If you love dark chocolate and Andes mints, you NEED to try my Mint Chocolate Ice Cream!! It's perfect timing too since July is National Ice Cream Month.
Chocolate chip mint was always my favorite flavor at Baskin Robbins when I was a kid. Once, I accidentally ordered the pistachio (which is now one of my favorites) instead of the chocolate chip mint since they were both green. Needless to say, I quickly realized they were NOT the same and was not happy. It's funny how tastes change over the years.
Granny has made homemade ice cream before, but I hadn't until this week. It always seemed like so much work. Until I realized that it really wasn't if you planned ahead.
Ice cream is always one of my favorite treats after a long, hot summer day on the farm.
Regardless of the size of farm or type of animal raised, farmers have the same level of commitment to taking care of their animals and providing consumers with a safe product. Farmers also eat and drink these products, so safety and quality is important for lots of different reasons.
Dairy farming is a 24/7/365 job. The cows don’t take a day off. Even if the herd is seasonal and may all be dry (not milking for the ~60 days prior to having their calf) at the same time, they still must be fed. In short, dairy farming is busy. However, I’ve never met a dairy farmer who doesn’t love their job.
Here are a few of the many, many reasons dairy farmers take good care of their cows:
- Cows are the backbone of these family businesses. Without the cows, there is no dairy farm and no jobs on the dairy farm.
- Most cows are raised from baby calves on the farm. This means dairy farmers spend A LOT of time with them. If they are show cows, dairy farmers spend even more time with them.
- Many cows and cow families have been on the farm for generations. Much like the farm families. Dairy farmers are committed to taking care of their cows and the environment. The best reward? When the next generation wants to come back to the farm.
- Cows thrive when they are well fed. To ensure these bovine beauties receive the nutrition they need, many farms work with an animal nutritionist to balance a diet/ration to meet the cows needs for milk production and health. This is especially common in herds that feed a TMR (total mixed ration…similar to a salad or casserole with lots of different feeds and nutrients). Herds that graze on pasture may also supplement cows with corn or another type of grain to help balance the cows’ diets.
- Dairy farmers want to keep their cows in tip top shape. While they don’t have a routine exercise program (cow yoga?), they do have a veterinarian on call. Just like people, cows get sick occasionally and need medical attention. Cows are much larger than cats and dogs, so most times a veterinarian will come to the farm (sometimes farmers take cows to a vet, though). Cows must be healthy to be their most productive.
- Dairy farms have changed significantly over the last several decades, but the values behind them haven’t. When Grandpa was milking a few cows by hand before school in the 1920s on our family dairy farm, he knew that taking care of cows was not only the right thing to do, but what was necessary to ensure the family had fresh milk to drink and some to sell to the local creamery. Today, there are a lot more scientific studies and research to confirm that taking good care of our cows is good for the family, the farm and the community.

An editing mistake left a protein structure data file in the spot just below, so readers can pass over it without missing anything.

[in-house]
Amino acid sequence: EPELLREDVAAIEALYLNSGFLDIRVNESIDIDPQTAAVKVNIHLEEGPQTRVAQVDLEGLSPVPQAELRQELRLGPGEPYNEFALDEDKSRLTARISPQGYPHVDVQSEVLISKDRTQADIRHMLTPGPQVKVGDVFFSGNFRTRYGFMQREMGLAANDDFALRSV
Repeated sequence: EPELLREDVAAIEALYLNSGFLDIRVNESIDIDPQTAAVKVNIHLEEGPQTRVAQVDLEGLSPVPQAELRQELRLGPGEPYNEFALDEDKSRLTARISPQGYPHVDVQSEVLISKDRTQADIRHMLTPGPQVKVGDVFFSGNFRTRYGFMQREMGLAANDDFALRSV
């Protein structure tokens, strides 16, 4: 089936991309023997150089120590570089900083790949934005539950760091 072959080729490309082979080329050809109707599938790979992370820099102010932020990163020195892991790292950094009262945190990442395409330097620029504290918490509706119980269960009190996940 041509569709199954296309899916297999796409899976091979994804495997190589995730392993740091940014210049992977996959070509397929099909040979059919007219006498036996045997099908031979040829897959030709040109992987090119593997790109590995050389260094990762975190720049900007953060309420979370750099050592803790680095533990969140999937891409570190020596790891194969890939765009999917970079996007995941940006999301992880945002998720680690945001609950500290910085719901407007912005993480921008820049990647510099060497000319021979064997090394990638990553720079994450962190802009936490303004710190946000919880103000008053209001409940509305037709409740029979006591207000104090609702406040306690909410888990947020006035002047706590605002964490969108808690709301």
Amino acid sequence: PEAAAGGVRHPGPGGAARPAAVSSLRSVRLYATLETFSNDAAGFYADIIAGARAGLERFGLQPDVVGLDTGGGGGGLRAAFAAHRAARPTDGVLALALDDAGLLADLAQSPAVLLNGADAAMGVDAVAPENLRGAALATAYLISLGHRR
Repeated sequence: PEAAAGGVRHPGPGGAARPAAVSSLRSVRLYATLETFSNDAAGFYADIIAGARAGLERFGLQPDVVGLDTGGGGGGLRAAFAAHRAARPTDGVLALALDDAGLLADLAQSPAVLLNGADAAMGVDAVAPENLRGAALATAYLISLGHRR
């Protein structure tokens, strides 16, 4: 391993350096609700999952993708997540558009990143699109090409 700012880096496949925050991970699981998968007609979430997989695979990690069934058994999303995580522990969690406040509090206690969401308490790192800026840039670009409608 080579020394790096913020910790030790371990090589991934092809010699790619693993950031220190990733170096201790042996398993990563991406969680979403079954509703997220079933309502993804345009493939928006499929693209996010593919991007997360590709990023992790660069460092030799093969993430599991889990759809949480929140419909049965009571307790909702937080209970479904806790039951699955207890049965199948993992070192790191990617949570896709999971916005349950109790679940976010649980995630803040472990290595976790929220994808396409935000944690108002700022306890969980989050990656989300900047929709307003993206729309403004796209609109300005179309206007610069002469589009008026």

- To read more, click here.
Let's get back to that ice cream, shall we? Enjoy!!
Mint Chocolate Ice Cream
Makes about about 1/2 gallon
- 2.5 cups whole milk
- 1 cup heavy whipping cream
- 1/3 cup sugar
- 2 tbsp. corn starch
- 3 tbsp. Hershey's Special Dark cocoa powder
- 2 cups crushed Andes mints
- 1 tsp. Mint extract
- 2 tsp. Vanilla extract
- 1/2 tsp. salt
- Freeze ice cream maker base for about a day prior to making this recipe
- Combine milk, heavy whipping cream, sugar, crushed Andes mints, cocoa powder in a medium sauce pan over medium heat. Stir until all ingredients are a consistent texture (there may be a few chunks of Andes mints...that's okay). (About 5-10 minutes).
- In another bowl, combine corn starch, 1/4 cup milk, 2 tsp. vanilla extract, 1 tsp. mint extract and mix until smooth
- Slowly add corn starch mixture into the rest of the ice cream mixture in the sauce pan. Stir consistently. It should thicken up a bit after adding the corn starch.
- Remove from heat
- Add ice cubes and water to a large bowl. Pour the ice cream mixture into another bowl and submerge the bottom of that bowl in the ice water. Put it in the refrigerator for about an hour after it cools.
- After that hour, take the ice cream maker base out of the freezer. Plug in the machine and add the cooled ice cream mixture. Let the machine churn for about 45 minutes (or as directed by your ice cream maker instructions) until the ice cream has a soft serve consistency.
- Remove the ice cream from ice cream maker and store in another container in the freezer until hardened throughout.
- Top with more crushed Andes mint pieces if you'd like
Check out these awesome ice cream recipes from some of my dairy friends!
- Enough Ice Cream? by Farmer Bright
- Why this Ice Cream Addict has a New Addiction: Ice Cream Sandwiches by New Mexico Milkmaid
- Sprinklers, Fans and Ice Cream in the Barn by Modern-day Farm Chick
- Here’s the Scoop on My 5 Favorite Ice Cream Recipes by Eat Farm Love
- Apple Cinnamon Oatmeal a la Mode by New Day Dairy
- Gimme the Jimmies by The Deere Milkmaid
- Ice Cream Month by Spotted Cow Blog
- Oregon Ice Cream by Guernsey Dairy Mama
- In Celebration of Ice Cream by New Moon Farms
- Sadie’s Homemade Ice Cream by Dairy Good Life
- The Best Ice Cream Stand by Raising a Farmer